The testimony for defendant is that when the pressure was applied at the plug and no steam escaped it could be assumed that there were no defects in the valve. But, something for which plaintiff was in no way responsible caused the cap to blow off. Manifestly, the cause was either defects in the valve or excessive pressure and if, as defendant's witnesses say, the absence of escaping steam indicated a valve free from defects, a jury might conclude that the cause was excessive pressure notwithstanding the fireman's testimony. If such a test would not disclose dangerous defects the jury might find that defendant was not in the exercise of due care in not subjecting the valve to an adequate test. Defendant's witness Styles admitted that 70 lbs. was not adequate pressure for testing for weaknesses that would cause an explosion at considerably higher pressure.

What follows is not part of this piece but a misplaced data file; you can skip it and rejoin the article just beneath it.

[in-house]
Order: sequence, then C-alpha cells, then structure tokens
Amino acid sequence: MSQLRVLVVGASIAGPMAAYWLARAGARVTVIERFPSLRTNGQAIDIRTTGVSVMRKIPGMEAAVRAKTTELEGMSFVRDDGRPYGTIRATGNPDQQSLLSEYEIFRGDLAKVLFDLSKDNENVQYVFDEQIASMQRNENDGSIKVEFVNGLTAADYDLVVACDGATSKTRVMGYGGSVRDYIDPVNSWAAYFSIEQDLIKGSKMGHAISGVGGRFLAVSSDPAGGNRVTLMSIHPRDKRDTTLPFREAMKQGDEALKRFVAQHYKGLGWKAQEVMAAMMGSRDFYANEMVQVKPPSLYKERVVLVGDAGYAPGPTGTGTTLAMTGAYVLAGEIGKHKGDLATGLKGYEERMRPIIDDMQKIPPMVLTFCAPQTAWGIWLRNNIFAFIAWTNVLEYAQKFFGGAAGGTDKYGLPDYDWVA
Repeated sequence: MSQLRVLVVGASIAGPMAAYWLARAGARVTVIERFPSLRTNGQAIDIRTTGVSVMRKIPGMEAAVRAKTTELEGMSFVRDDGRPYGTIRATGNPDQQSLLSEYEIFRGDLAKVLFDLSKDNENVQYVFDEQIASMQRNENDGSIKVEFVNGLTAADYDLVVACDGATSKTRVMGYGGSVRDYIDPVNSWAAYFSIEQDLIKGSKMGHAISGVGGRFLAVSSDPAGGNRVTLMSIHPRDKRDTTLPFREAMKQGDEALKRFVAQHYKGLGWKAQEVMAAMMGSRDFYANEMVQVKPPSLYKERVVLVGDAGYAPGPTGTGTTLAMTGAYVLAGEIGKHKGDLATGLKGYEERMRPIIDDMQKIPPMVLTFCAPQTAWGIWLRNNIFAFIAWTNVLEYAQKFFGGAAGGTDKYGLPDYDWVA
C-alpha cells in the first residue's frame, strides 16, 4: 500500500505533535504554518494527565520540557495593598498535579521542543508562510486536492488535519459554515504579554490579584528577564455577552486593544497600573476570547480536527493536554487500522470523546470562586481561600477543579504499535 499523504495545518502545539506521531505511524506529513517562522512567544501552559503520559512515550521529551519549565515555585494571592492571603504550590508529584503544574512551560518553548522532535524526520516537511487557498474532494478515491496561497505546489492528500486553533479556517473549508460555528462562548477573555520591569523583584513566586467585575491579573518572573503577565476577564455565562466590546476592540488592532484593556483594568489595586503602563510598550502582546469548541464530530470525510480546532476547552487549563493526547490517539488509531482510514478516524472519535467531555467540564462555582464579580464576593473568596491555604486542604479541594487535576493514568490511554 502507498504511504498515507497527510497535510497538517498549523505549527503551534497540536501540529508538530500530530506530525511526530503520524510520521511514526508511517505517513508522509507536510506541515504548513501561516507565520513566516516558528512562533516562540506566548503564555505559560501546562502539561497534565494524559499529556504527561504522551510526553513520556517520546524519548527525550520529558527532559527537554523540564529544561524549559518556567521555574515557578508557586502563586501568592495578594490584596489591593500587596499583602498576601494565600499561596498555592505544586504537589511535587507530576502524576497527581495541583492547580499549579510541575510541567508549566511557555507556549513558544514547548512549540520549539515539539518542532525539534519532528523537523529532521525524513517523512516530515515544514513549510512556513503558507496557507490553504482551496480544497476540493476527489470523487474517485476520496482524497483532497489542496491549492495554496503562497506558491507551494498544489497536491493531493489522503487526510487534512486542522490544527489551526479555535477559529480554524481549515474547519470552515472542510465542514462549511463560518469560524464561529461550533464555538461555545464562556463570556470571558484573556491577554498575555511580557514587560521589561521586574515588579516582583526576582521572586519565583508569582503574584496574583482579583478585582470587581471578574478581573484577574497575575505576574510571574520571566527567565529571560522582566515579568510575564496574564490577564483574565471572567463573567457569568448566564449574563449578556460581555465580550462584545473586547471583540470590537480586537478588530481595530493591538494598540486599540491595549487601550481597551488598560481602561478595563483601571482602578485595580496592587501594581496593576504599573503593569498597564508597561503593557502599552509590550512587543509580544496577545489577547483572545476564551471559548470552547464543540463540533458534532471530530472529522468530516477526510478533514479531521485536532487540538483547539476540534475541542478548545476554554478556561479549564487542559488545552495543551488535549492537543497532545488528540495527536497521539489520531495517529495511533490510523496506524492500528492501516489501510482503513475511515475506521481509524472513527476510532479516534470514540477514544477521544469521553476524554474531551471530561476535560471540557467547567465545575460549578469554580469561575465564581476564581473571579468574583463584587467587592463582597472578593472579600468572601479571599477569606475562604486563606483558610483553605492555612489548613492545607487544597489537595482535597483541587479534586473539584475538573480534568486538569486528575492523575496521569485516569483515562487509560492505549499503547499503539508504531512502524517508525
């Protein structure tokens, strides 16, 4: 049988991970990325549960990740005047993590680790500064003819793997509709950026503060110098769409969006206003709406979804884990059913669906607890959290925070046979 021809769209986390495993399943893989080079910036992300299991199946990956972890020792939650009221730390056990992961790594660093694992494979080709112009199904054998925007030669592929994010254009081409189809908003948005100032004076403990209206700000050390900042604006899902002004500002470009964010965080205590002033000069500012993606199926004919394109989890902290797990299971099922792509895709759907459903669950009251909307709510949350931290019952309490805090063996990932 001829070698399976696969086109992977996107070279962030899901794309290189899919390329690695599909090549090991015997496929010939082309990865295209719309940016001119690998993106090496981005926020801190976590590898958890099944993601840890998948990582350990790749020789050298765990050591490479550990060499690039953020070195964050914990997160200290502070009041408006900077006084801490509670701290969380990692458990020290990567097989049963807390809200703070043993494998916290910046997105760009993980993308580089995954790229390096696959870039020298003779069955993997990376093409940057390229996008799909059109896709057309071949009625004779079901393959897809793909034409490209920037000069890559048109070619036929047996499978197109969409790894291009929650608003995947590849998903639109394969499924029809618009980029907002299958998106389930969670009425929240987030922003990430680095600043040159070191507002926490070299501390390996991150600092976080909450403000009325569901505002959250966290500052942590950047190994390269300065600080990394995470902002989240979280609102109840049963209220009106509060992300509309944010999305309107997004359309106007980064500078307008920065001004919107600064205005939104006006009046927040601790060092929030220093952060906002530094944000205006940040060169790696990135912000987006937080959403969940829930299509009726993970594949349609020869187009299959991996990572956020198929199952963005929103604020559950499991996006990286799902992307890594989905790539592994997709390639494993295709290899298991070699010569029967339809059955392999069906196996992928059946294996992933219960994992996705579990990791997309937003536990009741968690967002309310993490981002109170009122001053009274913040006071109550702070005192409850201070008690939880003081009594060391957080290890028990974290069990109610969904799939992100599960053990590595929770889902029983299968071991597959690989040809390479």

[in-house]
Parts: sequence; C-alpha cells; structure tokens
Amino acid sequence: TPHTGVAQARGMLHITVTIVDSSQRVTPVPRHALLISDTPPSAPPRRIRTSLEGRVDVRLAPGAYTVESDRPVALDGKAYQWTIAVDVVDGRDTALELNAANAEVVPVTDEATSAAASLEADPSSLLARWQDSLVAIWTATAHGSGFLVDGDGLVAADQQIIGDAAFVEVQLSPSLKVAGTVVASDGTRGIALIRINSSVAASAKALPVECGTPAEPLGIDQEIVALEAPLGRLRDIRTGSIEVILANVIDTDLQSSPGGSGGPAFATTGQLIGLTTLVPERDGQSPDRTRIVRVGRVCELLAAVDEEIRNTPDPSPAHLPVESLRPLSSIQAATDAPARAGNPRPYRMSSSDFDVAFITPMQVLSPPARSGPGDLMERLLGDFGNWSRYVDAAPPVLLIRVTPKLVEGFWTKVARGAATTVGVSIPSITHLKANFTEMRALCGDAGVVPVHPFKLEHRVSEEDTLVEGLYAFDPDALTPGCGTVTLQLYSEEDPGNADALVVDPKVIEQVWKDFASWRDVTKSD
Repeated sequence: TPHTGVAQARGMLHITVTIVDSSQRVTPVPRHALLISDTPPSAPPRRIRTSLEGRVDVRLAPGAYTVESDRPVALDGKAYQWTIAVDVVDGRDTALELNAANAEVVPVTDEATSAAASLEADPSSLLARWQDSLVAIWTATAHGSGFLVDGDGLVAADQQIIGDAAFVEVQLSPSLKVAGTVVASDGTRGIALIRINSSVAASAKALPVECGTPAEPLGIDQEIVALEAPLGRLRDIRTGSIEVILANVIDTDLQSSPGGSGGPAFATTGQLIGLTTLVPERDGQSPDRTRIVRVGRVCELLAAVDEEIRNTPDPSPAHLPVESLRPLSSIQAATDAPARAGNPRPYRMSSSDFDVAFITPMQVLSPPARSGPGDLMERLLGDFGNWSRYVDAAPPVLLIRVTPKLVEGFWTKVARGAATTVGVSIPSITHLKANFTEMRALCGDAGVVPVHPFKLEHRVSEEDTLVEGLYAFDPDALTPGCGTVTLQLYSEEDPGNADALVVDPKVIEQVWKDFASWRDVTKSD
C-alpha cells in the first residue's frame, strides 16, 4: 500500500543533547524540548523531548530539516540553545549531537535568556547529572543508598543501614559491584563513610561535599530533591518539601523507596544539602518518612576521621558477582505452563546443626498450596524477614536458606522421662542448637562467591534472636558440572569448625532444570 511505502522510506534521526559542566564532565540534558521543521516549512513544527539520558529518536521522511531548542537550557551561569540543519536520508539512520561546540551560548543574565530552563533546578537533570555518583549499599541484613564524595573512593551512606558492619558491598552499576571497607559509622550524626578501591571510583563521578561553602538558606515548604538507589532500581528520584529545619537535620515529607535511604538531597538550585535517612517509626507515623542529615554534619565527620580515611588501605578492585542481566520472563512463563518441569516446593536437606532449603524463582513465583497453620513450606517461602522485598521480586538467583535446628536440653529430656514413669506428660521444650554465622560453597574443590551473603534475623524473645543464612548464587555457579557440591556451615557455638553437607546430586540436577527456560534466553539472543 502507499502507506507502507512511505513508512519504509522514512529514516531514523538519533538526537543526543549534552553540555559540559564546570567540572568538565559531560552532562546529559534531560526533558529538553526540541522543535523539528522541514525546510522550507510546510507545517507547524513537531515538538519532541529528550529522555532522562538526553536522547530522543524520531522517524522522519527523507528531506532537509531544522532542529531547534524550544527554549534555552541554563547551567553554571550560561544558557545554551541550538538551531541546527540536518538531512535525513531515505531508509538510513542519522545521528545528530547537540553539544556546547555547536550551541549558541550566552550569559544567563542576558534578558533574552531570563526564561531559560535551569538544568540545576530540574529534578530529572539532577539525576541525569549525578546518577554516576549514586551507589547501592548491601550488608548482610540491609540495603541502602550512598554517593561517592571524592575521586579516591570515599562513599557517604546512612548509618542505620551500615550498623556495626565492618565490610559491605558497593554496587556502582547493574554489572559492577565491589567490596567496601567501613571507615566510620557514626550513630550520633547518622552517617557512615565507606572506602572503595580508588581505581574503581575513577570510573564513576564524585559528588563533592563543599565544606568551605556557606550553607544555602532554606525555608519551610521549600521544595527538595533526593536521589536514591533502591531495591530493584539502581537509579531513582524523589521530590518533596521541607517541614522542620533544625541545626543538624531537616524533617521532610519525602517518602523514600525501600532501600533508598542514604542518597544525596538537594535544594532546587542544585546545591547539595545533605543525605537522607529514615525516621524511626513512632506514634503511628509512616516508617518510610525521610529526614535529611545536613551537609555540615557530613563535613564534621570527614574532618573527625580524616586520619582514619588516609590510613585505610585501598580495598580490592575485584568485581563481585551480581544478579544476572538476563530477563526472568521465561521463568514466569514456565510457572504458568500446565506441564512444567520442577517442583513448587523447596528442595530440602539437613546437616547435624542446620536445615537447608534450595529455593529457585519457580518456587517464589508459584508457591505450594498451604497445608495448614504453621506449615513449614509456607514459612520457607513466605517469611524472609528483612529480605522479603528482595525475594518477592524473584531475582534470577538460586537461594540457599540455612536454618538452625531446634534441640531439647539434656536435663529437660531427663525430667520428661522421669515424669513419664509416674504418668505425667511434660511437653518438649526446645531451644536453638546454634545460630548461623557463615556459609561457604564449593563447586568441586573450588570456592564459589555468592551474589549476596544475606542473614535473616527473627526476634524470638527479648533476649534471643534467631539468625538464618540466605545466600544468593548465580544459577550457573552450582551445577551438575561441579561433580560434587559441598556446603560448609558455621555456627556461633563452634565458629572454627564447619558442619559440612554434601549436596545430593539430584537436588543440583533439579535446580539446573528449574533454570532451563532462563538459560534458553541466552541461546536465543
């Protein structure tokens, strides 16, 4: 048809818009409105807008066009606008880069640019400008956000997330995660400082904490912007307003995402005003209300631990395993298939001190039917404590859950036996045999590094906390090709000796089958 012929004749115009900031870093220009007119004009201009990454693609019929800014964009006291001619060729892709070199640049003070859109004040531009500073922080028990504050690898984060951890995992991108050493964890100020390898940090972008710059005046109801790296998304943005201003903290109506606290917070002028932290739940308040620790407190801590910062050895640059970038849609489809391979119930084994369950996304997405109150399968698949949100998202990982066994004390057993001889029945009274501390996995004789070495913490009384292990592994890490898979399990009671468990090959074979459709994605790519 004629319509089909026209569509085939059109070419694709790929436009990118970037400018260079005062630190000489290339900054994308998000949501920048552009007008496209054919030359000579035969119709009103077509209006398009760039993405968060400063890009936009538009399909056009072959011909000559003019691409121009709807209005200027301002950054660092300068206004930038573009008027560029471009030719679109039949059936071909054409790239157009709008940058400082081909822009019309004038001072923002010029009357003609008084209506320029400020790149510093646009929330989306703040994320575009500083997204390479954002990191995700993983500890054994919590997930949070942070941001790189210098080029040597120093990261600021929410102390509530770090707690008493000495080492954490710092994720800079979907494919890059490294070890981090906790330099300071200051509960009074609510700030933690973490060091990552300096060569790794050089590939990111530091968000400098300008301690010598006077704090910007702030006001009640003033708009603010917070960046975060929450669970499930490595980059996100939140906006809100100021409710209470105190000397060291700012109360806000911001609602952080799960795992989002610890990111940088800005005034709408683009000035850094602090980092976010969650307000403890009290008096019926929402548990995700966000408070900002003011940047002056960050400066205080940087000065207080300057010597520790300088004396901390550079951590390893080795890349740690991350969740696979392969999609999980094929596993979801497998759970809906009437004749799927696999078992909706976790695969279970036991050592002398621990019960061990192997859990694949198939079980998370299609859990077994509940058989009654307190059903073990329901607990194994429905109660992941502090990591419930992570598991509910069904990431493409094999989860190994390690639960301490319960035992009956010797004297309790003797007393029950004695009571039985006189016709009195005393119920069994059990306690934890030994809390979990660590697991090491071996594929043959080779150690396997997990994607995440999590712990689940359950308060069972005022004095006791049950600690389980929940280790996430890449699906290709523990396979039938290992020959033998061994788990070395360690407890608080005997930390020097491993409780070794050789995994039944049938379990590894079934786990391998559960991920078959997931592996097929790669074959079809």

An employer is chargeable with knowledge of any defect which a proper inspection would have disclosed. The degree of care is measured by the circumstances of each case depending on the danger to the employee from the nature and use of the machine in question and the general rule is that general practice although proper to be considered is not always the measure of care required. See 35 Am. Jur. 572-3. Master and Servant, Sec. 141.

In Southern Railway Co. v. Derr, 6 Cir., 240 F. 73, 75, it was held for the jury to say whether there should have been a careful and detailed inspection or whether a foreman's superficial observation was sufficient to satisfy the obligation of the master.

"Where an employer is in a position to have discovered, by the use of ordinary care, the dangerous condition of an instrumentality not belonging to him but by which his servant was injured in the performance of his duties, the question of the employer's negligence is for the jury * * *." 57 C.J.S., Master and Servant, sec. 534, p. 174.